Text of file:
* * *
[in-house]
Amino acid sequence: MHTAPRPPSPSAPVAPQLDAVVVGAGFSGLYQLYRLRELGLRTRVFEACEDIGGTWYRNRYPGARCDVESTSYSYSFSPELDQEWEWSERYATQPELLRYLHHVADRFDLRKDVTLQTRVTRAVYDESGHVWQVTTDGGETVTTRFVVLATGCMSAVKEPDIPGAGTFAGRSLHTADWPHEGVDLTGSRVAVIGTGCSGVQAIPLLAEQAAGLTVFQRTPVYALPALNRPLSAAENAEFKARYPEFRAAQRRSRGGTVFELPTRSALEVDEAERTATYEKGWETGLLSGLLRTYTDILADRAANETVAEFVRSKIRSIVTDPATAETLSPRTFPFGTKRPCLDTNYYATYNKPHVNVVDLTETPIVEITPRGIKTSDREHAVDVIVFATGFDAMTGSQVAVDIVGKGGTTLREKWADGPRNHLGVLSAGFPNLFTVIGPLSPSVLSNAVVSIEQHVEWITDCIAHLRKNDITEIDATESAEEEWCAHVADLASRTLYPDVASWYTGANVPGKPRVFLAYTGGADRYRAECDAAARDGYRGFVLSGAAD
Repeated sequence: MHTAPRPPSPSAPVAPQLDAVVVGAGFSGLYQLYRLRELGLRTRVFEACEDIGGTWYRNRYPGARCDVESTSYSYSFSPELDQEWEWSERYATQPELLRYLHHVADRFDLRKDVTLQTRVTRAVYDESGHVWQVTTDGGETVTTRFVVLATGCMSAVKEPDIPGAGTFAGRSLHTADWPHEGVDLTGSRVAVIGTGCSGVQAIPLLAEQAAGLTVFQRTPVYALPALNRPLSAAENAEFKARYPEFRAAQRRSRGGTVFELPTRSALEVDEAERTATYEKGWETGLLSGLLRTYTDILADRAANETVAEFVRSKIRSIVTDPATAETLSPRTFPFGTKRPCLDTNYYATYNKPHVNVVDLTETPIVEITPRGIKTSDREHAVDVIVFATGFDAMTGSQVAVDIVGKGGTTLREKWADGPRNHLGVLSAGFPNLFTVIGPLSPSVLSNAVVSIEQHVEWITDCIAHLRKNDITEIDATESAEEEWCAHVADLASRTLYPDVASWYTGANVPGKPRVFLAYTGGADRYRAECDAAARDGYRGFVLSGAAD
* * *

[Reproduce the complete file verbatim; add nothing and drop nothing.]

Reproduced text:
[in-house]
Amino acid sequence: MHTAPRPPSPSAPVAPQLDAVVVGAGFSGLYQLYRLRELGLRTRVFEACEDIGGTWYRNRYPGARCDVESTSYSYSFSPELDQEWEWSERYATQPELLRYLHHVADRFDLRKDVTLQTRVTRAVYDESGHVWQVTTDGGETVTTRFVVLATGCMSAVKEPDIPGAGTFAGRSLHTADWPHEGVDLTGSRVAVIGTGCSGVQAIPLLAEQAAGLTVFQRTPVYALPALNRPLSAAENAEFKARYPEFRAAQRRSRGGTVFELPTRSALEVDEAERTATYEKGWETGLLSGLLRTYTDILADRAANETVAEFVRSKIRSIVTDPATAETLSPRTFPFGTKRPCLDTNYYATYNKPHVNVVDLTETPIVEITPRGIKTSDREHAVDVIVFATGFDAMTGSQVAVDIVGKGGTTLREKWADGPRNHLGVLSAGFPNLFTVIGPLSPSVLSNAVVSIEQHVEWITDCIAHLRKNDITEIDATESAEEEWCAHVADLASRTLYPDVASWYTGANVPGKPRVFLAYTGGADRYRAECDAAARDGYRGFVLSGAAD
Repeated sequence: MHTAPRPPSPSAPVAPQLDAVVVGAGFSGLYQLYRLRELGLRTRVFEACEDIGGTWYRNRYPGARCDVESTSYSYSFSPELDQEWEWSERYATQPELLRYLHHVADRFDLRKDVTLQTRVTRAVYDESGHVWQVTTDGGETVTTRFVVLATGCMSAVKEPDIPGAGTFAGRSLHTADWPHEGVDLTGSRVAVIGTGCSGVQAIPLLAEQAAGLTVFQRTPVYALPALNRPLSAAENAEFKARYPEFRAAQRRSRGGTVFELPTRSALEVDEAERTATYEKGWETGLLSGLLRTYTDILADRAANETVAEFVRSKIRSIVTDPATAETLSPRTFPFGTKRPCLDTNYYATYNKPHVNVVDLTETPIVEITPRGIKTSDREHAVDVIVFATGFDAMTGSQVAVDIVGKGGTTLREKWADGPRNHLGVLSAGFPNLFTVIGPLSPSVLSNAVVSIEQHVEWITDCIAHLRKNDITEIDATESAEEEWCAHVADLASRTLYPDVASWYTGANVPGKPRVFLAYTGGADRYRAECDAAARDGYRGFVLSGAAD